7

Students latch on to the familiar which is usually what they're introduced to first. So... teach objects first and unless you work hard at it, the kids will tend to use an OOP hammer on every problem regardlessof appropriateness. Teach procedural / language constructs first and the kids will tend to write HUGE main functions and static methods if left to ...


7

I'd definitely go for objects-late, or even objects-never in the introductory course (as you seem to mean "class-based OOP"). To teach programming, and work with a particular language, you first need to establish the basic syntax and builtin types and operators. (If there's a REPL, you can start with expression syntax and keep statements for later). You'll ...


6

tl;dr: When you teach with the OO paradigm, you get to control the flow of ideas and the level of complexity at any moment. Here we examine the first course in computing, no matter the educational level. Presumably this is for a formal course, though it can be adapted to self-study. Presumably the students have mixed ability and backgrounds, neither all ...


5

I'm not a teacher, but my experience is that OO (and other related encapsulation techniques) teach you to write what you want the computer to do, while procedural coding teaches you to write how you want the computer to do it. OO is a powerful way to ignore the how until you need it. As a result, anyone learning in an objects-early approach is going to ...


4

I'll try not to write a book as an answer here, but my experience with this is long and deep. The first thing you need to know is that you don't start with just the programming language itself. If you try to teach integer variables and 'if' and 'while' statements before you get to objects you may fail. I'm going to assume that your intention is to teach a ...


4

Objects can be more intuitive than procedural programming for children. Think about the huge success that MIT's Scratch has had in introducing programming concepts at all ages. To pick up the basics, all you need is an understanding that "if I tell the sprite to move, it will move; if I tell it to speak, it will speak; if I tell a second sprite to move, ...


4

I looked into this very issue when I researched different books/curricula to consider integrating into my AP CS A course. One of the books I discovered was Objects First with BlueJ (book website). Here is an excerpt from their justification: One of the reasons for choosing BlueJ was that it allows an approach where teachers truly deal with the important ...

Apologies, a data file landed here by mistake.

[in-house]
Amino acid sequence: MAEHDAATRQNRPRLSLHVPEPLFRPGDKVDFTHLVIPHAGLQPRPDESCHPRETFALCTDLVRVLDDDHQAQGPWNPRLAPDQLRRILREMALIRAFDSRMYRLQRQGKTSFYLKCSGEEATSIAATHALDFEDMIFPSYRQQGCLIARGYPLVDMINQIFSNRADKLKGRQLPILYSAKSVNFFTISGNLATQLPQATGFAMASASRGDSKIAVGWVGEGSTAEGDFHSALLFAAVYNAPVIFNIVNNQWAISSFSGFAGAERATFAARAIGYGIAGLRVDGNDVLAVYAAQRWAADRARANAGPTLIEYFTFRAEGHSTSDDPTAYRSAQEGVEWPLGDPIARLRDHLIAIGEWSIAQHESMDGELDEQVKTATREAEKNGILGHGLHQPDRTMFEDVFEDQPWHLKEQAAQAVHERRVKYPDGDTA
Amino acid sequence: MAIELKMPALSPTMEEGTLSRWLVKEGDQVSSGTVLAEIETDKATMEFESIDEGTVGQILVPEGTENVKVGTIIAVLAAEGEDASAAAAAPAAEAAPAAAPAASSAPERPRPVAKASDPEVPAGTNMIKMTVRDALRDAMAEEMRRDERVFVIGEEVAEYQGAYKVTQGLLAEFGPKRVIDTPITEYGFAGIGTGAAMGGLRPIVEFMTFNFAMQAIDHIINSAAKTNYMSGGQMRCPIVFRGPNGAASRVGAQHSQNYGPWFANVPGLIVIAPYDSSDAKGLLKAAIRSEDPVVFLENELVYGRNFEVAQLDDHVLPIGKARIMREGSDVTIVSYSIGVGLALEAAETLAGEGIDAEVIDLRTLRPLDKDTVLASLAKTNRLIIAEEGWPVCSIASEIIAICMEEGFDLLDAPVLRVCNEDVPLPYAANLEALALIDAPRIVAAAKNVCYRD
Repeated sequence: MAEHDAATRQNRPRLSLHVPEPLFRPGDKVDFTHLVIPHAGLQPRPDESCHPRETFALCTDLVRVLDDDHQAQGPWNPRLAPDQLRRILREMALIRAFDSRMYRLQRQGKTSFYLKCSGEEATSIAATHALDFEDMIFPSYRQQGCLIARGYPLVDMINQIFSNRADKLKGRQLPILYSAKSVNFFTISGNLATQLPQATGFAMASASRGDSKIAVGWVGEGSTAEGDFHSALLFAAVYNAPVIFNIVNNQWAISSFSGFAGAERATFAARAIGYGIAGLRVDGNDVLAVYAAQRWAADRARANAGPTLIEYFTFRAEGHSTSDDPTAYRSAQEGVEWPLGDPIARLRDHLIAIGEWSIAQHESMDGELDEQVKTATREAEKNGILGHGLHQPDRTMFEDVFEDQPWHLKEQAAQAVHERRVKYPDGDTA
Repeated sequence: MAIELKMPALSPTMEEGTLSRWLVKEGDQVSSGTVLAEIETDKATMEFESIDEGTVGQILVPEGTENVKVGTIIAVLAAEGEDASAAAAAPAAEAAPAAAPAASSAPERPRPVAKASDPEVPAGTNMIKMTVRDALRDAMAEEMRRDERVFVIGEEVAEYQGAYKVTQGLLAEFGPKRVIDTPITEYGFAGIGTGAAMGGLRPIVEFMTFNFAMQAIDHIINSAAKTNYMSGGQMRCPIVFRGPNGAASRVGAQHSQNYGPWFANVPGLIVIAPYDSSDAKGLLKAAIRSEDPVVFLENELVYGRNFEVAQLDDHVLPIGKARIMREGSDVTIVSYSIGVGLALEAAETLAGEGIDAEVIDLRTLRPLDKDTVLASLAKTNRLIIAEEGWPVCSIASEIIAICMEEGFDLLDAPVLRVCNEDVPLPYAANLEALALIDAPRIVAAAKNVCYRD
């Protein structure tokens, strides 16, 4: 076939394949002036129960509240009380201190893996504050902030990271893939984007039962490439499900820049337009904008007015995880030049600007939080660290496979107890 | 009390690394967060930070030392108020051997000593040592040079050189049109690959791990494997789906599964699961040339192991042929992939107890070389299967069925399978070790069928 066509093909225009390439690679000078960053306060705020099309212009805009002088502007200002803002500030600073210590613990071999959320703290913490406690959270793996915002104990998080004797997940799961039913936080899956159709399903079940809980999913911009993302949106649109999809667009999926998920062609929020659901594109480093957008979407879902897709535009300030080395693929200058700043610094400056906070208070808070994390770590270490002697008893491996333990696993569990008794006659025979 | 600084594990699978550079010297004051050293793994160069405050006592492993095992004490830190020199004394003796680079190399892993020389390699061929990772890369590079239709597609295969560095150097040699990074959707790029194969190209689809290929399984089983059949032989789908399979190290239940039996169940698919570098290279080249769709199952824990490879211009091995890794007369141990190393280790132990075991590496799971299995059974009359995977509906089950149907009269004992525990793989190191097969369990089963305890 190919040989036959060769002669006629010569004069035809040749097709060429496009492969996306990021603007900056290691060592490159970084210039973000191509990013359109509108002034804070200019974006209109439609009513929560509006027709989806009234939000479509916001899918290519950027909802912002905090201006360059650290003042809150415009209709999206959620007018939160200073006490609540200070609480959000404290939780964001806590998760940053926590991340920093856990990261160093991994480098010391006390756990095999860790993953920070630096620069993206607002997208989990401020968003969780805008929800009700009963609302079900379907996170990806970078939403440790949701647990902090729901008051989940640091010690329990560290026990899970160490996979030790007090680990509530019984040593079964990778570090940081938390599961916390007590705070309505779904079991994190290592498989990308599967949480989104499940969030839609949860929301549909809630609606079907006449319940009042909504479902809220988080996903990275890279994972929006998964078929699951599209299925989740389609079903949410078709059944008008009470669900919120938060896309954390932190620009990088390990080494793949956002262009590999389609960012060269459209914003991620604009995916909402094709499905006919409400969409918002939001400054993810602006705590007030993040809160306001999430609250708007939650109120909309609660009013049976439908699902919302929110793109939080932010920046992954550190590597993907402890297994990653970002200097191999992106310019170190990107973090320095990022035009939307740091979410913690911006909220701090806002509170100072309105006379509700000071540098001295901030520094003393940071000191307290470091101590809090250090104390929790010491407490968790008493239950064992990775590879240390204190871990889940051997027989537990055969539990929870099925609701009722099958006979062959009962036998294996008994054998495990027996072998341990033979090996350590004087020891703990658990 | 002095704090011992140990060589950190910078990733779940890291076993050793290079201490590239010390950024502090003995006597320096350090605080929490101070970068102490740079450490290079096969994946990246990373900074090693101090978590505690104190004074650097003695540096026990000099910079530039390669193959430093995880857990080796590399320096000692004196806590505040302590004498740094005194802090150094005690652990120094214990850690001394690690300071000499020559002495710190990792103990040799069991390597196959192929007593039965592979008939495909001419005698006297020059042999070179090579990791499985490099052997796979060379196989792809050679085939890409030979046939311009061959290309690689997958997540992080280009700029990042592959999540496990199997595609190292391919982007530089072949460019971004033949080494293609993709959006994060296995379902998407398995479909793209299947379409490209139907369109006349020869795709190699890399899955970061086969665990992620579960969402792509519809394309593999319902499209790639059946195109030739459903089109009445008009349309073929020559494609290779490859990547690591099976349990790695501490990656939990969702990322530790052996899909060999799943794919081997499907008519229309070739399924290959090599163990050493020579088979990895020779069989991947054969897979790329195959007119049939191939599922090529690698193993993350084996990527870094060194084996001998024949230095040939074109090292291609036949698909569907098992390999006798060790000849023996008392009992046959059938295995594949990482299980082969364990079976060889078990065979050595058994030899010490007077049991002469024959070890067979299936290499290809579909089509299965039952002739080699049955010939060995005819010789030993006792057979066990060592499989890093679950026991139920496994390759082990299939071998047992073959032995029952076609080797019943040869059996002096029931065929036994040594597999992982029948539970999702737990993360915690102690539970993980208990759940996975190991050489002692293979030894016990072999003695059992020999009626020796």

4

The Justification is simple: this is how programming is largely done these days. Everything that people learn should be practical, something that exists outside the classroom. Whatever the students are taught should be something that they can use in many situations, and as others have said, should not have to be unlearned in order to learn something else. So ...


3

This started as a comment, but got too long, and I realized I was moving well into answer land. Understand I'm not a teacher with a class full of kids, so this may be too esoteric of a way to look at the question. However I have worked with students at different times from different types of backgrounds. Those who were in classes where OO programming is ...


3

The book “a touch of class” — bertrand meyer. Teaches Object orientation in a first year undergraduate cause. He claims that in his course he teaches Eiffel, then a bunch of other OO languages at the end (C#, Java, …) quicker than any of the others can be taught alone. This seems reasonable, as Eiffel is very well mapped to OO. There is on the most part a ...


2

I have used the following approach successfully. Know the outcomes you are teaching to, and use your materials and tools to achieve them. My goal is to develop strong computational problem-solving skills and methodologies. This is the foundation I use to leverage an early objects approach with no prior experience: Introduce the idea of objects and ...


2

An Early Objects approach should focus on problem solving techniques based on object interactions. If your focus is to teach a (specific) programming language you should indeed have an objects late approach. The key difference between early/late objects is the thinking paradigm you establish for your students. You want the most important ideas and skills ...


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